WHAT'S GOOD (OR BAD) ABOUT IT? Boseman does something very key about 25 minutes into Get on Up, which in reality has nothing to do with him. It's just that at about that mark in the film, you forget someone is portraying James Brown and start to just embrace him as James Brown. Essentially nailing Brown's trademark voice which was always ripe for parody, Boseman never, ever portrays his subject in a comical fashion. Instead, he exudes the same charisma that was always on display for the public while doing his best to make you feel every painful emotion that came from a hardscrabble childhood and would occasionally rear itself as an adult. Youngsters Jamarion and Jordan Scott who portray Brown in some of his most painful childhood moments do a very commendable job at helping set the stage as well, but Boseman is the one who brings full circle.

While channeling Brown's personality and inner struggles effectively, Boseman is more impressive in the area many people will come into the film questioning and leave the film remembering most: Hitting, nailing and bringing back to life all of Brown's legendary moves. And for those who hold modern stars like Justin Timberlake, Usher and the always controversial Chris Brown in the highest esteem of dancing and performing, Boseman's performance will (or at least should) show the man from whom all of their moves originated.

Balancing all of the bravado and bluster boasted by Boseman's Brown is Ellis with a very solid turn in as Bobby Byrd, the best friend and confidant that even when their relationship is strained always has his best friend's interests at heart. While the women in Brown's life (save for Davis in a short but very important role) essential take a background seat in the film, Get on Up's cast never gets in the way of its protagonist's story.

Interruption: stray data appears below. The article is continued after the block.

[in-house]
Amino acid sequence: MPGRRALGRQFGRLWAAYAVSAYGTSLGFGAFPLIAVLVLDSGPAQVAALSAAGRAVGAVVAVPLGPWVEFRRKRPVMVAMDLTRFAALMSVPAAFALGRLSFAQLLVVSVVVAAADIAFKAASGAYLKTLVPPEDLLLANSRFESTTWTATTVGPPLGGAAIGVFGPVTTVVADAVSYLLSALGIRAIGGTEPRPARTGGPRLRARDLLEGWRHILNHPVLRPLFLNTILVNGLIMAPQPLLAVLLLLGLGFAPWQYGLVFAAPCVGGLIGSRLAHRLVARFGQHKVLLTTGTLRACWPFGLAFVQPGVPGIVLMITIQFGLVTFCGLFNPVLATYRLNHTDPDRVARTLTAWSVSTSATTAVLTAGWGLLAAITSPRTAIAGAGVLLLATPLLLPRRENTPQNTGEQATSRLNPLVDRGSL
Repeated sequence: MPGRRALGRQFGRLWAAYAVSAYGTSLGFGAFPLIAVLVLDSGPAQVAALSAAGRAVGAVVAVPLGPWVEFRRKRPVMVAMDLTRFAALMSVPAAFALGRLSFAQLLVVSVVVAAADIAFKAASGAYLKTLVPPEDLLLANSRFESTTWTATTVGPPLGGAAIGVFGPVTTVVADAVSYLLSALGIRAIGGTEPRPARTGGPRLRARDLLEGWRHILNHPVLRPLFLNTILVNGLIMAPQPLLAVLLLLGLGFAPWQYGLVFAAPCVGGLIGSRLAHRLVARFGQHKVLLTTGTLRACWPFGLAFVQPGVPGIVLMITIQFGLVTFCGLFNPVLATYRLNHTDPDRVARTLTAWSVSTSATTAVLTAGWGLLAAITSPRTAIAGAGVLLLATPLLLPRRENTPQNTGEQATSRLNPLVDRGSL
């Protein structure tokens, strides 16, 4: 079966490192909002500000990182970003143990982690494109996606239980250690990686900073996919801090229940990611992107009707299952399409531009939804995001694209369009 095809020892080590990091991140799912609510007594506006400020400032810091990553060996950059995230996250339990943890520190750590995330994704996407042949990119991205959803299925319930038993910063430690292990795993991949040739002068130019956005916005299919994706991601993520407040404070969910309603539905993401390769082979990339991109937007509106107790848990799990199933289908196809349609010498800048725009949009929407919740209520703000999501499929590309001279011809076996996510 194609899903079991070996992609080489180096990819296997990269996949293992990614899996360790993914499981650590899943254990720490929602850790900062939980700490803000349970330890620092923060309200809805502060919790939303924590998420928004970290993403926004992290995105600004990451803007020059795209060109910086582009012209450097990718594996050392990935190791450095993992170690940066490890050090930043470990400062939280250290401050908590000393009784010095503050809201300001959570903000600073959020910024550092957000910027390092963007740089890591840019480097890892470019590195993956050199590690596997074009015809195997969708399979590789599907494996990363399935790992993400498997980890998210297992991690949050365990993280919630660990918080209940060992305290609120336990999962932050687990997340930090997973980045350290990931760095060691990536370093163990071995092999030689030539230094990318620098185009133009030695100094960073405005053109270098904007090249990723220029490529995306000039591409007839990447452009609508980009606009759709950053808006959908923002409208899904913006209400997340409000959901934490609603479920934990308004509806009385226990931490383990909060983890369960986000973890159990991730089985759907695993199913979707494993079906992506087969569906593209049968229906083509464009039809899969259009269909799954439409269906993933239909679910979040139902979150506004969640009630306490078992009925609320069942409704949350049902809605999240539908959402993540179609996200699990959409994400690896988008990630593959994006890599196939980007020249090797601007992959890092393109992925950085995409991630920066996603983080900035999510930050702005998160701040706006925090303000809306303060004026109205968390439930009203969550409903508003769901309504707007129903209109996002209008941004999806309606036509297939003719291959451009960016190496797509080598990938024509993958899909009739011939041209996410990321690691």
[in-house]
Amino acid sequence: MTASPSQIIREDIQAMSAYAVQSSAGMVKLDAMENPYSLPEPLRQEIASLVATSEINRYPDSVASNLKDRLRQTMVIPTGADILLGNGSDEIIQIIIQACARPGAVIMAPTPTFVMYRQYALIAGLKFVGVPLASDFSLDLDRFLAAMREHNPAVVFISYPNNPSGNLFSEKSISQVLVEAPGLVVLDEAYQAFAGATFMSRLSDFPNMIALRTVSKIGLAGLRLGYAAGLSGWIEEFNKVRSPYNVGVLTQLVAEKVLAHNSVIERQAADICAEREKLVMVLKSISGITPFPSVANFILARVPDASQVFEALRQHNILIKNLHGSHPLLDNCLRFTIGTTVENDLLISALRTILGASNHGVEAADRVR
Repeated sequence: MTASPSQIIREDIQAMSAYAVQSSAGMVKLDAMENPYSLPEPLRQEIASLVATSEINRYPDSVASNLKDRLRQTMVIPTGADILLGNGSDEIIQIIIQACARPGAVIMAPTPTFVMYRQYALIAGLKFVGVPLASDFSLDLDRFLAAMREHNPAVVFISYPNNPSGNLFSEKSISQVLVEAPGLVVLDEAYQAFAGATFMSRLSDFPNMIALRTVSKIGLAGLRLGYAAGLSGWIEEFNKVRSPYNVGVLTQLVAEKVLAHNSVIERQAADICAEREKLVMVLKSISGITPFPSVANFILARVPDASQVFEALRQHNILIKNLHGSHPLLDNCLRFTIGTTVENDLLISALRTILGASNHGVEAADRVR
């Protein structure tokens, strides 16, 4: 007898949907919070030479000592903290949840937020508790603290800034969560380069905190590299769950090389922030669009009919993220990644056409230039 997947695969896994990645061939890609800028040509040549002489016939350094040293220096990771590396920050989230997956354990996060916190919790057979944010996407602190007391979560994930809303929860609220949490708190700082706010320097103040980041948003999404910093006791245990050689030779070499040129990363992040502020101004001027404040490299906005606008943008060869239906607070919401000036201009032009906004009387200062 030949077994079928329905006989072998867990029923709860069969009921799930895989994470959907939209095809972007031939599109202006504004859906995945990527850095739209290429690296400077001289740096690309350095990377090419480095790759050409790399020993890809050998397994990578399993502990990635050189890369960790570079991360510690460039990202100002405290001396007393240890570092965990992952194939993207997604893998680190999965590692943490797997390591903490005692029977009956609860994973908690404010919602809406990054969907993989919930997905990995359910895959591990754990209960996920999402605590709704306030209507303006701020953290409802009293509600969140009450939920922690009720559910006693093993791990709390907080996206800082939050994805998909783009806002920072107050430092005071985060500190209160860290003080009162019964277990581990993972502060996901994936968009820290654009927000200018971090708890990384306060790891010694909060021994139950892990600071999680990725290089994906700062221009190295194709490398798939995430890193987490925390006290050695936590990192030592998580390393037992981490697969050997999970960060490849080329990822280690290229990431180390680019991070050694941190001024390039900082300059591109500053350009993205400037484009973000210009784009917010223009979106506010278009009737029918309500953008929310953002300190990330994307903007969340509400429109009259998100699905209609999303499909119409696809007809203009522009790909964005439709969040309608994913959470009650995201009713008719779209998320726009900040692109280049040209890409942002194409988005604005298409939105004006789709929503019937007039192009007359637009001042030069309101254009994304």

As mentioned above, the two major flaws that keep the film from being perfect are the production team's non-linear storytelling and glossing over some of Brown's less favorable career moments. While the film many will undoubtedly compare Get on Up to (Ray for the uninitiated) went further into his subject's low points, Get on Up limits them, playing up the comedic aspect (at least in the beginning of it) of one of his most infamous in attempt to set a stage for a dramatic "everything comes full circle moment" later. The bigger problem many audiences likely will see, however, is the disjointed nature of the jumping decade to decade that permeates the first half of the film when a simple, linear approach might have made things feel more cohesive. Then again, given the sometimes non-cohesive actions of its subject, one can see why the choice to present the film that way was made ... Save for some moments such as Brown's Vietnam tour which feel like needless filler compared to moments like his Boston performance after the assassination of Dr. Martin Luther King, Jr.

That being said, you should surely Get on Up to the movies to see a film that pays homage as well as this does to one of the most influential people in the history of American – if not world – music.



  1. Watch & Free Download Full Movie Get on Up here